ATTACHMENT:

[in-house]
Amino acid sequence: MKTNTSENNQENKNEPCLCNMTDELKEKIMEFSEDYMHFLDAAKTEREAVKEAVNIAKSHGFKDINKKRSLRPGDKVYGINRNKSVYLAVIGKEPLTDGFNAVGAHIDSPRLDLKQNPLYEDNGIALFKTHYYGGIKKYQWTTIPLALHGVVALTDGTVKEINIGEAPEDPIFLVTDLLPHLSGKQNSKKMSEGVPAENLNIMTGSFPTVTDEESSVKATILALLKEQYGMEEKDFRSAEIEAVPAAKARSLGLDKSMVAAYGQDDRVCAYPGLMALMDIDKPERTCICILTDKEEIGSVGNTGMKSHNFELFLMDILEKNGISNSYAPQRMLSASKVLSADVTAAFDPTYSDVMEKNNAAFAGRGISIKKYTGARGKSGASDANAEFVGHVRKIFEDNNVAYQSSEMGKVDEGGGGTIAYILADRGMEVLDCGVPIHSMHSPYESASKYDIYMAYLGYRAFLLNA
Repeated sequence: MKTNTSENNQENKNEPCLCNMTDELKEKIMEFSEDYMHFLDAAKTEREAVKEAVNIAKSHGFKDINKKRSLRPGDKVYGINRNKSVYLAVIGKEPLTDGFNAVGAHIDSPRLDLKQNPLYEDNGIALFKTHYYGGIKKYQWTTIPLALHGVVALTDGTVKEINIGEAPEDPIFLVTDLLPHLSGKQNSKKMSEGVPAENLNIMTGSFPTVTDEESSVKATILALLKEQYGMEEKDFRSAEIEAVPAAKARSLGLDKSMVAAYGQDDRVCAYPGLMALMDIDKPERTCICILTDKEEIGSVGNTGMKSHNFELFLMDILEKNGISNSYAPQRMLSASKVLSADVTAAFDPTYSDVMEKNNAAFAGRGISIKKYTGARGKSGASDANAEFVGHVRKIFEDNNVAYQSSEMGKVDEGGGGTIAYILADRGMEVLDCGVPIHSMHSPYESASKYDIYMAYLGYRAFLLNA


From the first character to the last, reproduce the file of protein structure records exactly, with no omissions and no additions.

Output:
[in-house]
Amino acid sequence: MKTNTSENNQENKNEPCLCNMTDELKEKIMEFSEDYMHFLDAAKTEREAVKEAVNIAKSHGFKDINKKRSLRPGDKVYGINRNKSVYLAVIGKEPLTDGFNAVGAHIDSPRLDLKQNPLYEDNGIALFKTHYYGGIKKYQWTTIPLALHGVVALTDGTVKEINIGEAPEDPIFLVTDLLPHLSGKQNSKKMSEGVPAENLNIMTGSFPTVTDEESSVKATILALLKEQYGMEEKDFRSAEIEAVPAAKARSLGLDKSMVAAYGQDDRVCAYPGLMALMDIDKPERTCICILTDKEEIGSVGNTGMKSHNFELFLMDILEKNGISNSYAPQRMLSASKVLSADVTAAFDPTYSDVMEKNNAAFAGRGISIKKYTGARGKSGASDANAEFVGHVRKIFEDNNVAYQSSEMGKVDEGGGGTIAYILADRGMEVLDCGVPIHSMHSPYESASKYDIYMAYLGYRAFLLNA
Repeated sequence: MKTNTSENNQENKNEPCLCNMTDELKEKIMEFSEDYMHFLDAAKTEREAVKEAVNIAKSHGFKDINKKRSLRPGDKVYGINRNKSVYLAVIGKEPLTDGFNAVGAHIDSPRLDLKQNPLYEDNGIALFKTHYYGGIKKYQWTTIPLALHGVVALTDGTVKEINIGEAPEDPIFLVTDLLPHLSGKQNSKKMSEGVPAENLNIMTGSFPTVTDEESSVKATILALLKEQYGMEEKDFRSAEIEAVPAAKARSLGLDKSMVAAYGQDDRVCAYPGLMALMDIDKPERTCICILTDKEEIGSVGNTGMKSHNFELFLMDILEKNGISNSYAPQRMLSASKVLSADVTAAFDPTYSDVMEKNNAAFAGRGISIKKYTGARGKSGASDANAEFVGHVRKIFEDNNVAYQSSEMGKVDEGGGGTIAYILADRGMEVLDCGVPIHSMHSPYESASKYDIYMAYLGYRAFLLNA